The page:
I’ve made no secret of my opposition to the anchoring ban. In light of golf’s struggles to attract and retain players, it is stupid to pass a rule that makes the game less enjoyable for a segment of the population. It makes much more sense for the USGA to set the ban as a condition of their competitions. That would allow struggling, non-competitive amateurs to continue to play with their belly putters without suffering the disapprobation of the rest of their foursome. Players who want to compete still would be required to learn to putt without anchoring.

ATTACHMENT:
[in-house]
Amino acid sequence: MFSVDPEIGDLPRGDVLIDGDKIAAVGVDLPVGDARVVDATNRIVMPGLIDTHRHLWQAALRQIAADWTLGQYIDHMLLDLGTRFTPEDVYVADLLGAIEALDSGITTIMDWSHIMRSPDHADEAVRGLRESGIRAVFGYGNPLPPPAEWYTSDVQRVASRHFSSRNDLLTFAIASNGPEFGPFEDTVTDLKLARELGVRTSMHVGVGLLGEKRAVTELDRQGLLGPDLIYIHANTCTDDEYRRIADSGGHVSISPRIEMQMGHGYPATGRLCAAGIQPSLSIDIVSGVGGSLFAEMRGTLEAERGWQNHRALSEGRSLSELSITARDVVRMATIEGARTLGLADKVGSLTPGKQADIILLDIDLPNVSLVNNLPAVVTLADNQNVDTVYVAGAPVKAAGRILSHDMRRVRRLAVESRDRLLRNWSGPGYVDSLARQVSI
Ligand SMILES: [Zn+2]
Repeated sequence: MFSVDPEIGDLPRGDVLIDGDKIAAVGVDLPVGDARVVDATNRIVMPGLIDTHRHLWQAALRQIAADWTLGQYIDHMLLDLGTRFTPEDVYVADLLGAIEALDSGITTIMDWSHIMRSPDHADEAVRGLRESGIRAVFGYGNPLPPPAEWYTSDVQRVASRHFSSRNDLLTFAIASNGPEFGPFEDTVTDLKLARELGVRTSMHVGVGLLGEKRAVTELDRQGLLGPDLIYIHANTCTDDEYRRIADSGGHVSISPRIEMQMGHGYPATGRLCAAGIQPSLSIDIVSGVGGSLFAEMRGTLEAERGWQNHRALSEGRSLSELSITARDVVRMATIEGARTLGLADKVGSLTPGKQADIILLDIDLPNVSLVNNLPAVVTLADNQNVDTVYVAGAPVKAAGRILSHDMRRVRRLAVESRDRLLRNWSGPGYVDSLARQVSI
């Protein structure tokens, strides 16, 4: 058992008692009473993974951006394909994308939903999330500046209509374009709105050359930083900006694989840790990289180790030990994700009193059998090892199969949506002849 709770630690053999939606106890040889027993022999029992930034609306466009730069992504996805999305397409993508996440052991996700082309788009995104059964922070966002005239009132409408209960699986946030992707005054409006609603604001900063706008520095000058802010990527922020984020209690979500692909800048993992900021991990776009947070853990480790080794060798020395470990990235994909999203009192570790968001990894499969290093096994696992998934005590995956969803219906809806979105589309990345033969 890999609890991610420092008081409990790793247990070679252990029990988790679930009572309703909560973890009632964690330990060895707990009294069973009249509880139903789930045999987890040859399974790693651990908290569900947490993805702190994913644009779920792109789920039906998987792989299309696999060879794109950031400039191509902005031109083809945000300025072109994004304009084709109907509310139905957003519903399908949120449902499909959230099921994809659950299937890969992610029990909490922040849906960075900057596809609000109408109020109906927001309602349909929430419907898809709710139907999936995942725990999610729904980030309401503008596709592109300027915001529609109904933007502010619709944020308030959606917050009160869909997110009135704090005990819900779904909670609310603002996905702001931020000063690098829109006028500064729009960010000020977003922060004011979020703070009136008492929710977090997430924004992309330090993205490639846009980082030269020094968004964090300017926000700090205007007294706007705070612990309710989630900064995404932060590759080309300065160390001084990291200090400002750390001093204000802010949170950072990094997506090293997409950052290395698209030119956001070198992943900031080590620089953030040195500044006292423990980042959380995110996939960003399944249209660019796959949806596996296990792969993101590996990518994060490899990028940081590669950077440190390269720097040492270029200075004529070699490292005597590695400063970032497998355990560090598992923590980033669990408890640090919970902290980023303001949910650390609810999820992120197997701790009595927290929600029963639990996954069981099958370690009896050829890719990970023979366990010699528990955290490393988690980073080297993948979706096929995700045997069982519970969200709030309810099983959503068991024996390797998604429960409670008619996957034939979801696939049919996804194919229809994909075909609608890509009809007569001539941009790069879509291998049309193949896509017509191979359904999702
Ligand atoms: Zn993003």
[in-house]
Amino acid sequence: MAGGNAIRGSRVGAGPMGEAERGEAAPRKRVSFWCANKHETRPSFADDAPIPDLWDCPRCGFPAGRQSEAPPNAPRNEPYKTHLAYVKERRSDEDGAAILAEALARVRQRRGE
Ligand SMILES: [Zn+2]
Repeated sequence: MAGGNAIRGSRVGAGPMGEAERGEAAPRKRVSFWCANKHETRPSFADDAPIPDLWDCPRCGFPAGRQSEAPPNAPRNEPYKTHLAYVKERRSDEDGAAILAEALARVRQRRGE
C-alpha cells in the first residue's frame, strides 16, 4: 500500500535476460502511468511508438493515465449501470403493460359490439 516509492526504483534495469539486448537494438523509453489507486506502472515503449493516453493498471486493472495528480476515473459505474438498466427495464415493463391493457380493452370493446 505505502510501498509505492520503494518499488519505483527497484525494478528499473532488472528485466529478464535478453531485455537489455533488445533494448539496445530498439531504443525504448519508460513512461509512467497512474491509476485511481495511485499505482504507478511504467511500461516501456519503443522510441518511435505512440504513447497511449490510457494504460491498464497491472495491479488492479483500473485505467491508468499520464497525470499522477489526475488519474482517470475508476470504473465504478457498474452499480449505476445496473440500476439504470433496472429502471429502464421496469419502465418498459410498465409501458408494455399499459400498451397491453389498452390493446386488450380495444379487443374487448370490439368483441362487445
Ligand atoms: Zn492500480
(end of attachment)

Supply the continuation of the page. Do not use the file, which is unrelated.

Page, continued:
I admire the stand of PGA of America President Ted Bishop in his opposition to the ban. The ban was passed over his objections, but he continues the fight. At the Feb. 8 USGA annual meeting, Bishop will ask for a grace period for amateurs. Bishop writes:
As you know, the USGA and the R&A have approved Rule 14-1b, which bans the anchored stroke, effective Jan. 1, 2016. The leadership at the PGA of America and the PGA Tour both believe that it would be reasonable to offer recreational golfers who anchor a longer period of time to convert to the approved method of making a stroke. For example, when the ‘Grooves Rule’ was instituted in 2009, the USGA allowed a 15-year ‘grandfather period’ for amateurs to switch to conforming golf clubs.
“We believe our request for a ‘grandfather period’ can further assist you, the PGA Professional, in transitioning recreational golfers who do anchor, to the approved method.
I hope the USGA listens. But my head tells me they won’t.